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Question DetailsAsked on 2/1/2014

I am currently remodeling my kitchen, a quarter way through the remodel the contractor wants to increase the price

after he took down the old dry wall, he say that there was no framing present, so he will have to built new framing as backing for the new dry wall, he said that the original price he quoted was just for replacing the dry wall and that he could not see under the old drywall to know that there was no wooden framing. is it normal business practice to charge extra for unknown conditions under non-transparent surfaces?

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2 Answers

0
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Unfortunately , YES , unknown , covered and hidden surprises WILL affect the contracted price and scope of each job !

There is No way , a contractor can bid or provide any costs for hidden damages or surprizes that exist behind any wall. A contractor can only base his bid or quote on seen and known elements that may effect any project , it is , the hidden and unknown's that always crop up

when a wall is opened or uncovered that surprise everyone and always increase's the projected budget and raises job costs . All that is required is to observe government projects and how often the project runs over budget , to realise that You are not the only unfortunate client to encounter this , it happens on almost every job , it even happens to car mechanic's day , and surprizes even hit doctors. It is unfortunately , a fact of life , if you cant see it , you cannot plan for it !

Answered 6 years ago by BentheBuilder

0
Votes

Assuming the drywall actually had no studs behind it, this would be a legitimate hidden condition that justifies a change order for small additional price - a contractor would expect studs in all walls. The studs cost $2-3 each, so installed cost shouldnot exceed about $10 per stud times howeer many you need at 16" on centers - so probably only about 10 or less, so $100 range or less would be fair change order amount.

Personally, I wouldnot have charged additional for the hour or so (including going to get the unplanned for studs) and maybe $10-30 of materials cost it would take to put studs in, considered as part of a total remodel job. Therefore, you might take this as a yellow flag that he mnight - I repeat, hust might - be making this a test to see how easy it is to increase pricing with you in midstream.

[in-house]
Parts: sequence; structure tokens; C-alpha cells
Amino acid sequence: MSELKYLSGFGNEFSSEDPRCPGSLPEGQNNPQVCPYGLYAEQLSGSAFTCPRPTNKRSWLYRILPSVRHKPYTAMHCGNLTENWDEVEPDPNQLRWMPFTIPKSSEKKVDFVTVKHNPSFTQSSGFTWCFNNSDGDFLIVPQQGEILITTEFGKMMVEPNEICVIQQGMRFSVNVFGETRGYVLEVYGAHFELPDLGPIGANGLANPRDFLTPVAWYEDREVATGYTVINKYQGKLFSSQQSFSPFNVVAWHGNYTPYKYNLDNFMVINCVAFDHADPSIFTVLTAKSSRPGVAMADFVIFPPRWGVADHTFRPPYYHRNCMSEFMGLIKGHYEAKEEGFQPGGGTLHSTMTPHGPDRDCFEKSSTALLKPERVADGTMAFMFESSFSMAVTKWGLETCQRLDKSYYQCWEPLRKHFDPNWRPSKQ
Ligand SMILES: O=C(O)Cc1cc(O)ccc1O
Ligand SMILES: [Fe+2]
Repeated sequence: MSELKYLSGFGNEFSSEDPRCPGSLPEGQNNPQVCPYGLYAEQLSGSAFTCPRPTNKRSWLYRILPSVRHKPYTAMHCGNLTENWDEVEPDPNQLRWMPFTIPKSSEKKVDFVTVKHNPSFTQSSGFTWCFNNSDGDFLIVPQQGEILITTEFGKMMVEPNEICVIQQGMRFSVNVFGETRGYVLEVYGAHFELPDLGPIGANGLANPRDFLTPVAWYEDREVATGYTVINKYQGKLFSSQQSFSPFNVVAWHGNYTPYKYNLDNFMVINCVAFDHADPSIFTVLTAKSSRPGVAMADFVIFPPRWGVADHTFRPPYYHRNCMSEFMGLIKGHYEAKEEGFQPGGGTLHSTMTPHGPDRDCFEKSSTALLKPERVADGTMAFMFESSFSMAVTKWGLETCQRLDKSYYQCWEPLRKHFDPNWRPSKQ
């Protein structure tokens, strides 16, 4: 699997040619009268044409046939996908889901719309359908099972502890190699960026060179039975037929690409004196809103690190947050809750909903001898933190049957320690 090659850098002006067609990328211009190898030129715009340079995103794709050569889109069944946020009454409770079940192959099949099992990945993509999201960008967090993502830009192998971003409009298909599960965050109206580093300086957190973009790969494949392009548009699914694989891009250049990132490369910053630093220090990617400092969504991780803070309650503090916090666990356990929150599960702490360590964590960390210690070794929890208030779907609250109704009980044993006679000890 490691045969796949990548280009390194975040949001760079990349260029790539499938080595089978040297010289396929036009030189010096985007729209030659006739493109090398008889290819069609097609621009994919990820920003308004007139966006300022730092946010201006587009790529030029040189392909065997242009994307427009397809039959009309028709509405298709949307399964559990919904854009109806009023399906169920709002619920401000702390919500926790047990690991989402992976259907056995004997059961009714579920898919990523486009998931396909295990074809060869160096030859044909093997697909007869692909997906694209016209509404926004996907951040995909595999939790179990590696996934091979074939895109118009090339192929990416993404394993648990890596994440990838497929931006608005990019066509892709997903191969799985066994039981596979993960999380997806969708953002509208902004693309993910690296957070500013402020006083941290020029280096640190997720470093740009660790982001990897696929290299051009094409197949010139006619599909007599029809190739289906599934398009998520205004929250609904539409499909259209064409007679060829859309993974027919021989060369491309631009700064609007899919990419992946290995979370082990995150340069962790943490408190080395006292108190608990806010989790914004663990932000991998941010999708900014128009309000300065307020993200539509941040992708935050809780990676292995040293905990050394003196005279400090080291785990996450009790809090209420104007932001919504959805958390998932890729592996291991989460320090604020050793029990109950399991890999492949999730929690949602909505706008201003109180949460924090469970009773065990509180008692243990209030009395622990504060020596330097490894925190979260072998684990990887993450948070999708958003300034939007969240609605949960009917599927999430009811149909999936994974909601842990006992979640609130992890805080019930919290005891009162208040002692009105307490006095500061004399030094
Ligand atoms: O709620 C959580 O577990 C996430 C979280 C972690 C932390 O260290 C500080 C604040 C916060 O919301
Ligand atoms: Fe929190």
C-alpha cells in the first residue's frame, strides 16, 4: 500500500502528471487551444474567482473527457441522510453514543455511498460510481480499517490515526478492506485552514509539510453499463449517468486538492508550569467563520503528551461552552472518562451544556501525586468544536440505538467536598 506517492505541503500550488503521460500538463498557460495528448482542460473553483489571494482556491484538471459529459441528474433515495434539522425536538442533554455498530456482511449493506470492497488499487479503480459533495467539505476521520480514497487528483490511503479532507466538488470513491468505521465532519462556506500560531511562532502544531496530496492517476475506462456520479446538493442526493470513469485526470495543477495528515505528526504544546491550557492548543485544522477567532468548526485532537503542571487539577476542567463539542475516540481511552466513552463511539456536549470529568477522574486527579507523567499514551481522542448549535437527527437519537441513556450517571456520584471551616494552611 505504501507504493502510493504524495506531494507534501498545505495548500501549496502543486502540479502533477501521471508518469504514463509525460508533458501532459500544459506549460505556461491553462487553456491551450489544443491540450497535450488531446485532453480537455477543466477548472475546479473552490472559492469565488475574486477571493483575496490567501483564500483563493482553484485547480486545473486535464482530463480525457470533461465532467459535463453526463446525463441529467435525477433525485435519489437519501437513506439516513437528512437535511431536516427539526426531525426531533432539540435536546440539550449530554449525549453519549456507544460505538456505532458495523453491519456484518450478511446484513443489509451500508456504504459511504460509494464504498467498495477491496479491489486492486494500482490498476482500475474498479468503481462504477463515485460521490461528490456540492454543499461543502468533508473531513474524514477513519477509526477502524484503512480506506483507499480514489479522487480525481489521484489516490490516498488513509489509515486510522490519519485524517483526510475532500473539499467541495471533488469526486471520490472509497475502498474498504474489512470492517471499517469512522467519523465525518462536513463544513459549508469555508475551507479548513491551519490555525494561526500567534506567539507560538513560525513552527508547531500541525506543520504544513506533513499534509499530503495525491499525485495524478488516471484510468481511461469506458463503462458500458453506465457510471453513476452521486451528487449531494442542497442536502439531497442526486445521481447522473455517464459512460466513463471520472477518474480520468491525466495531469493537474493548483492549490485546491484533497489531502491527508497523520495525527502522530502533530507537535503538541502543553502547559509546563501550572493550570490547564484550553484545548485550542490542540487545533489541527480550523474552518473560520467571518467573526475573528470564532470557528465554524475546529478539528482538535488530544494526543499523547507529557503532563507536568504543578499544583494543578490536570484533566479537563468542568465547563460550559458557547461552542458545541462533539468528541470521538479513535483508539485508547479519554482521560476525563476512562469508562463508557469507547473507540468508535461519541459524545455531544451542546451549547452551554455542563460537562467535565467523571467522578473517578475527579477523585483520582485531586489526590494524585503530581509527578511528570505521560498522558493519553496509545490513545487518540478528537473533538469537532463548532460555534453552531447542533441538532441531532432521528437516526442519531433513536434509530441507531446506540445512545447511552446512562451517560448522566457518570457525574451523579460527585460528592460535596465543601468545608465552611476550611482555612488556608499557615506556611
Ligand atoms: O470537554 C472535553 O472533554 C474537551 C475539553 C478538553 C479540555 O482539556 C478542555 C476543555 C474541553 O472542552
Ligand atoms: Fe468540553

IF he is conning you, you should be able to see if there were actually studs in there, assuming it is still open - you would see fade marks every 16" (measured from one side of wall or the other - there will be an odd spacing somewhere probably), and nails or nail holes in the top and bottom plates where the nails held the studs. Or if the old drywall he took out is laying in a scrap pile, it would have nail pull through holes in the field area if there were originally studs, not just around the perimeter.

It is possible there were no studs - I have seen even contractor installs where for a non- load bearing wall behind reefers and washer/dryers especially, they just nailed the drywall to the top and bottom plates with studs only at the drywall seams - just lazy and poor workmanship.

I would recommend you insist the increased cost be put into a formal change order with $ change and reason, signed by both of you and with copies to both, so he knows you are serious about the job not running amuck on cost. If this was a "test" to see if he could start ratcheting the cost up on you, your insistence on formal written change orders does two things. One, puts him on notice you are not a sucker for runaway pricing, and that you are going to insist on written change order up front BEFORE the change is done, so you have a record that you are not giving him verbal approval for price increases or just letting him run up the tab without approvals at all. That is where a lot of homeowners get in trouble - verbal approvals, unless immmediately (within hours) followed up by written change orders, make it a he said - she said situation if there is an argument come final payment time. You do NOT want any issues to arise at final payment time - they have to be hashed out at the time they first arise, and any changes, like final punchlist of deficiencies, should be recorded in writing with copies to both parties AT THAT TIME. Helps a LOT if you have a xerox machine or scanning printer so you can make a copy right then, rather than him taking it hone and bringing a copy back to you, which he then conveniently forgets to do, etc, etc. A quality contractor will have carbonless change order forms ready to use - fill it in, both sign, copy to each right there. (He wouldusually keep the original).

I am not by any means saying all or most contractors or vendors are crooks - however, the problemyou have is that you do not know up front if a contractor you are dealing with is honest and fair or not, even though you help your odds by using review sites like Angie's List.. So, you have to cross the T's and dot the I's with every contractor until you have a couple of experiences with him and know if he is trtustworthy and fair, in which case it is up to you if you relax a bit then. In my book, I would say about 1/4 of people will take a mile if given an inch and are not to be trusted, about 1/4 are not beyond padding the job a bit given the opportunity, about 1/4 would not do anything "dishonest" but might not be above trying to make up elsewhere for something they missed or misestimated on the job, and about 1/4 will give you a fair shake and be someone you can trust to be fair and honest. The difficulty is knowing which type your contractor is when you did not know him a few days ago.

Answered 6 years ago by LCD




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